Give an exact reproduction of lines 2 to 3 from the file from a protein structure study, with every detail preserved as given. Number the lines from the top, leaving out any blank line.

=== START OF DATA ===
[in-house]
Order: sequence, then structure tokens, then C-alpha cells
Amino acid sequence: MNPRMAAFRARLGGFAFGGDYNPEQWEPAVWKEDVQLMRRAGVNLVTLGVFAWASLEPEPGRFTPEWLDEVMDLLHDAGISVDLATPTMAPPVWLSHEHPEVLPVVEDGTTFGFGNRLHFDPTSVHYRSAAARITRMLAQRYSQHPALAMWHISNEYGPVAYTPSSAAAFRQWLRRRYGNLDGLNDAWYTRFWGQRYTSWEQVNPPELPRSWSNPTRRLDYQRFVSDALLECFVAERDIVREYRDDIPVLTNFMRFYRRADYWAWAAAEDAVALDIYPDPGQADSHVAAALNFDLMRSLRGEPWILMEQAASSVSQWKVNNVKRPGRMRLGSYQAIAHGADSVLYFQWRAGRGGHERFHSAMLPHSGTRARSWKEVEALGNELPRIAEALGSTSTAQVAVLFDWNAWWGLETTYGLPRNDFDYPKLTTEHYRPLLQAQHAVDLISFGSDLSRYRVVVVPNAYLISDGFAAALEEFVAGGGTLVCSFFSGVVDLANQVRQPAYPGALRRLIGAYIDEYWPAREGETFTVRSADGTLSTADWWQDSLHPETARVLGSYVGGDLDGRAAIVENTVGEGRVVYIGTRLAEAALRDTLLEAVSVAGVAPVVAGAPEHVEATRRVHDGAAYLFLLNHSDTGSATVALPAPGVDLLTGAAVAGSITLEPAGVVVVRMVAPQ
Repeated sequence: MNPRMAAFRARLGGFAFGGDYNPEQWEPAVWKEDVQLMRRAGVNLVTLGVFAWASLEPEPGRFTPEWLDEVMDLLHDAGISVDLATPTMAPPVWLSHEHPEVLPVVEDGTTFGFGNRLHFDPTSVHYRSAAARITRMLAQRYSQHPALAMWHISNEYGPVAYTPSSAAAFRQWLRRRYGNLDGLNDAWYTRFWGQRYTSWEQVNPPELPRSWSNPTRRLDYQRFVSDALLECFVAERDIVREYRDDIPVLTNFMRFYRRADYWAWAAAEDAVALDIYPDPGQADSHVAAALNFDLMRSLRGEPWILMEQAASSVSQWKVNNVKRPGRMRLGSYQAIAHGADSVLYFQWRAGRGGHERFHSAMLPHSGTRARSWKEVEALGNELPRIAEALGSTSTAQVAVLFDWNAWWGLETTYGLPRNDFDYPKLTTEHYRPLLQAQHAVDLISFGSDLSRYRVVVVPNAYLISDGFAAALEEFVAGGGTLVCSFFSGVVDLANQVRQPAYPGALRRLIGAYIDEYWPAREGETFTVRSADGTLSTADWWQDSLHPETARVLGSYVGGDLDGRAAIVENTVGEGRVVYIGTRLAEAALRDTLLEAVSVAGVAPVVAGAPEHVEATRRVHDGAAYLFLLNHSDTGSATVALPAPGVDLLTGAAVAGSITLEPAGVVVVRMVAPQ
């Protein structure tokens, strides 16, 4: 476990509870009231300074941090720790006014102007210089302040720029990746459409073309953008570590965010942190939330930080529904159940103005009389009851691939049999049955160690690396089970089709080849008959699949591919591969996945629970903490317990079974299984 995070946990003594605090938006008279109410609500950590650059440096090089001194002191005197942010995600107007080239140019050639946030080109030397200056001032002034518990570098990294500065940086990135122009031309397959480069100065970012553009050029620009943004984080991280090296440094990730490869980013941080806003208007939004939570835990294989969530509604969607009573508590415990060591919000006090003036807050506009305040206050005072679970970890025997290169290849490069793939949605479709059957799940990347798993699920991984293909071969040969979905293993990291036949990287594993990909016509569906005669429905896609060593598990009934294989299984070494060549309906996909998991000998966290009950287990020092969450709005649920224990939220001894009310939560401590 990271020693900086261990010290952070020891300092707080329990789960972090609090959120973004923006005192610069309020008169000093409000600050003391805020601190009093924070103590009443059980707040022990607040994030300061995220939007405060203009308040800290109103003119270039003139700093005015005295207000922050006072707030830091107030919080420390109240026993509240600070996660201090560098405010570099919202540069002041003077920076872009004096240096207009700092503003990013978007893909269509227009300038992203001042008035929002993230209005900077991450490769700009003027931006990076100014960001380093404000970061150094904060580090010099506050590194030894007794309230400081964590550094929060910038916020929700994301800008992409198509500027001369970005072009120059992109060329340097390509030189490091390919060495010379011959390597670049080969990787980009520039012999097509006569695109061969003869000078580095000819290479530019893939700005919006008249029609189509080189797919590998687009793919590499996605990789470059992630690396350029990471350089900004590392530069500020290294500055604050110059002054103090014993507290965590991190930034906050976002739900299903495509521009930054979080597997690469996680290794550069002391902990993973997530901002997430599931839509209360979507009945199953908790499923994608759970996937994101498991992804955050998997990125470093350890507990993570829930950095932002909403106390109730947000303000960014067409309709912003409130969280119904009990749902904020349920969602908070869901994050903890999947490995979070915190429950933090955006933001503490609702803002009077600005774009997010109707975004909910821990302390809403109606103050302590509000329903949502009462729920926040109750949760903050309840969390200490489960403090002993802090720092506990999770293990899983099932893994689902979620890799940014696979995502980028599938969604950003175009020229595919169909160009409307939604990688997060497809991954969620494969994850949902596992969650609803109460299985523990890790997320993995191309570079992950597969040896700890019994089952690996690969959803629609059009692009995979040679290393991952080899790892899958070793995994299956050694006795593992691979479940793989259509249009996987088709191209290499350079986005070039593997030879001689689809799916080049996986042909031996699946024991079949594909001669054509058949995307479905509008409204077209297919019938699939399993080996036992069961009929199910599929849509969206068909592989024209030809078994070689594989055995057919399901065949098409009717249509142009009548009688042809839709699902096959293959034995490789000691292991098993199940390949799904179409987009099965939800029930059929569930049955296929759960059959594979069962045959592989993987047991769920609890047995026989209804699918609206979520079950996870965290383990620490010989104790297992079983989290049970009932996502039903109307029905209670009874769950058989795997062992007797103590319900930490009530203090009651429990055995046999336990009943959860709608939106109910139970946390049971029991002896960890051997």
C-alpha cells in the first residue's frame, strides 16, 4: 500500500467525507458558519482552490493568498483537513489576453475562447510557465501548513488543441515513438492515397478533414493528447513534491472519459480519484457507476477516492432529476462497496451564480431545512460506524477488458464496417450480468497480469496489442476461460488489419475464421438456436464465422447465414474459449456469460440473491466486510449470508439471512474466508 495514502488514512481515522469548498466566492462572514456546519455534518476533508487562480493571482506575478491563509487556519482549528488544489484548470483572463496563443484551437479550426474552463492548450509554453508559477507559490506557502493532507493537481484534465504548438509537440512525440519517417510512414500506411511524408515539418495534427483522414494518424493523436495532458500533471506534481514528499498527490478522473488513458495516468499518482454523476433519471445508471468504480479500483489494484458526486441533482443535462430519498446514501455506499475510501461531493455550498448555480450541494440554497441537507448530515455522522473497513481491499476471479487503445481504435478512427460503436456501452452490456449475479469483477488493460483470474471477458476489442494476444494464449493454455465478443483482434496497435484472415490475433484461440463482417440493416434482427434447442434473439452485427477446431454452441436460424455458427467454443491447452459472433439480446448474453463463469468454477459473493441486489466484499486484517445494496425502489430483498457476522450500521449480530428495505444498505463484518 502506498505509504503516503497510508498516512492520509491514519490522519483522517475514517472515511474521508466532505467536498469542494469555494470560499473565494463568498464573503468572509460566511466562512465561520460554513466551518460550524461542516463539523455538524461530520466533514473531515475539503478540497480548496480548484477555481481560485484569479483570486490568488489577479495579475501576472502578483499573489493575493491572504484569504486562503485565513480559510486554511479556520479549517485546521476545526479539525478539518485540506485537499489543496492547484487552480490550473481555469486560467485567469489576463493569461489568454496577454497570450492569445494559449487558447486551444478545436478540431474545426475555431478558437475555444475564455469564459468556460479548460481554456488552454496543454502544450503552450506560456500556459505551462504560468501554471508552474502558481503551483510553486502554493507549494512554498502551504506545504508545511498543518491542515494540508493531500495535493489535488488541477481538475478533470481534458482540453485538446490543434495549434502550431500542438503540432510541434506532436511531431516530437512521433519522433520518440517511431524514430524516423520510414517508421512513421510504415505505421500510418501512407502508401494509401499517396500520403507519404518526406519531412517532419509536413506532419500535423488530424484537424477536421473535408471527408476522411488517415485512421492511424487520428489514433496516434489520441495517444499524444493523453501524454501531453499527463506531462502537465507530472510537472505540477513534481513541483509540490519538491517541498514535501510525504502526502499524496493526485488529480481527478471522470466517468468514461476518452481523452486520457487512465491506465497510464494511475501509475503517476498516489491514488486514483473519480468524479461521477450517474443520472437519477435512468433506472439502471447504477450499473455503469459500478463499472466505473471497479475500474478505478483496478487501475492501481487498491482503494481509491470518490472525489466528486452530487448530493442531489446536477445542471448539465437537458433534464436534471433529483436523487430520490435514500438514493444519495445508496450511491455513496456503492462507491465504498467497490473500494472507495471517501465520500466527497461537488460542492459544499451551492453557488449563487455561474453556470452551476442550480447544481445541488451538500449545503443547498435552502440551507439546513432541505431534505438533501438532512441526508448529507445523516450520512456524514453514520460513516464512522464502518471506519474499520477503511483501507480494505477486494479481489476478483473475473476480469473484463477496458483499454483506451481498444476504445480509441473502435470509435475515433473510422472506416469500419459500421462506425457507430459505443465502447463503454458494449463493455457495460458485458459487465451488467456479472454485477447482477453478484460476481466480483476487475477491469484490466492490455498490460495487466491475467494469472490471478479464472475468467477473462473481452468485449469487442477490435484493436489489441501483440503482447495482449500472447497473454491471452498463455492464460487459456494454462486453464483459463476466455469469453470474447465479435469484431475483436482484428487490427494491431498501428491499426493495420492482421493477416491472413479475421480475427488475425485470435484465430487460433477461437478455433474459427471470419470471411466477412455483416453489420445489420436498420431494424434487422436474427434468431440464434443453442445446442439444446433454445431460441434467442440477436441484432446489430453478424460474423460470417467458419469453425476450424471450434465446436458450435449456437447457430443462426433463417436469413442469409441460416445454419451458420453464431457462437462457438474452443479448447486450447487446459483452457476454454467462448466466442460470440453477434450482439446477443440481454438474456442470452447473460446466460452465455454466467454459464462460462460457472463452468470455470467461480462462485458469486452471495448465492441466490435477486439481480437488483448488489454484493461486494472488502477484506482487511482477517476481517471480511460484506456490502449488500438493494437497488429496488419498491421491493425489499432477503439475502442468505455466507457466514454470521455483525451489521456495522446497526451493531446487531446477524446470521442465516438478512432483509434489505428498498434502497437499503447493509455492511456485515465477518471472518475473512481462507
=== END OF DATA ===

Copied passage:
Order: sequence, then structure tokens, then C-alpha cells
Amino acid sequence: MNPRMAAFRARLGGFAFGGDYNPEQWEPAVWKEDVQLMRRAGVNLVTLGVFAWASLEPEPGRFTPEWLDEVMDLLHDAGISVDLATPTMAPPVWLSHEHPEVLPVVEDGTTFGFGNRLHFDPTSVHYRSAAARITRMLAQRYSQHPALAMWHISNEYGPVAYTPSSAAAFRQWLRRRYGNLDGLNDAWYTRFWGQRYTSWEQVNPPELPRSWSNPTRRLDYQRFVSDALLECFVAERDIVREYRDDIPVLTNFMRFYRRADYWAWAAAEDAVALDIYPDPGQADSHVAAALNFDLMRSLRGEPWILMEQAASSVSQWKVNNVKRPGRMRLGSYQAIAHGADSVLYFQWRAGRGGHERFHSAMLPHSGTRARSWKEVEALGNELPRIAEALGSTSTAQVAVLFDWNAWWGLETTYGLPRNDFDYPKLTTEHYRPLLQAQHAVDLISFGSDLSRYRVVVVPNAYLISDGFAAALEEFVAGGGTLVCSFFSGVVDLANQVRQPAYPGALRRLIGAYIDEYWPAREGETFTVRSADGTLSTADWWQDSLHPETARVLGSYVGGDLDGRAAIVENTVGEGRVVYIGTRLAEAALRDTLLEAVSVAGVAPVVAGAPEHVEATRRVHDGAAYLFLLNHSDTGSATVALPAPGVDLLTGAAVAGSITLEPAGVVVVRMVAPQ